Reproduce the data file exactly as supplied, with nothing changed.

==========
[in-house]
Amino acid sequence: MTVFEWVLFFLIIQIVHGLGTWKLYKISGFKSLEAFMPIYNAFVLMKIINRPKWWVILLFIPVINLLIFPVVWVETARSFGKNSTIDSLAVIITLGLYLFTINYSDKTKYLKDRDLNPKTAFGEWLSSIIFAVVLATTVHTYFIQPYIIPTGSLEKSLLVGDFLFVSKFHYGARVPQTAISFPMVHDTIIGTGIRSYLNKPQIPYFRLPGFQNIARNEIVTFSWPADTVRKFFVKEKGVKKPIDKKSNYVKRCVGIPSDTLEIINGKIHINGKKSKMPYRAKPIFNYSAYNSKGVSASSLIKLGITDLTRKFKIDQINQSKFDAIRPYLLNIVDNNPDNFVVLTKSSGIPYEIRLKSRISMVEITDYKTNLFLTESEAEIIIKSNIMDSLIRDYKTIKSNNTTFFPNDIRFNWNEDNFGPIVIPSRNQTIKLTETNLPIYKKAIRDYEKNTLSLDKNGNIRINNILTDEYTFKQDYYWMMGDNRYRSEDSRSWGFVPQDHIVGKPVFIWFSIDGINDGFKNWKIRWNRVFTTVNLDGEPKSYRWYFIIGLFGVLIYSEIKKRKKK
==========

[in-house]
Amino acid sequence: MTVFEWVLFFLIIQIVHGLGTWKLYKISGFKSLEAFMPIYNAFVLMKIINRPKWWVILLFIPVINLLIFPVVWVETARSFGKNSTIDSLAVIITLGLYLFTINYSDKTKYLKDRDLNPKTAFGEWLSSIIFAVVLATTVHTYFIQPYIIPTGSLEKSLLVGDFLFVSKFHYGARVPQTAISFPMVHDTIIGTGIRSYLNKPQIPYFRLPGFQNIARNEIVTFSWPADTVRKFFVKEKGVKKPIDKKSNYVKRCVGIPSDTLEIINGKIHINGKKSKMPYRAKPIFNYSAYNSKGVSASSLIKLGITDLTRKFKIDQINQSKFDAIRPYLLNIVDNNPDNFVVLTKSSGIPYEIRLKSRISMVEITDYKTNLFLTESEAEIIIKSNIMDSLIRDYKTIKSNNTTFFPNDIRFNWNEDNFGPIVIPSRNQTIKLTETNLPIYKKAIRDYEKNTLSLDKNGNIRINNILTDEYTFKQDYYWMMGDNRYRSEDSRSWGFVPQDHIVGKPVFIWFSIDGINDGFKNWKIRWNRVFTTVNLDGEPKSYRWYFIIGLFGVLIYSEIKKRKKK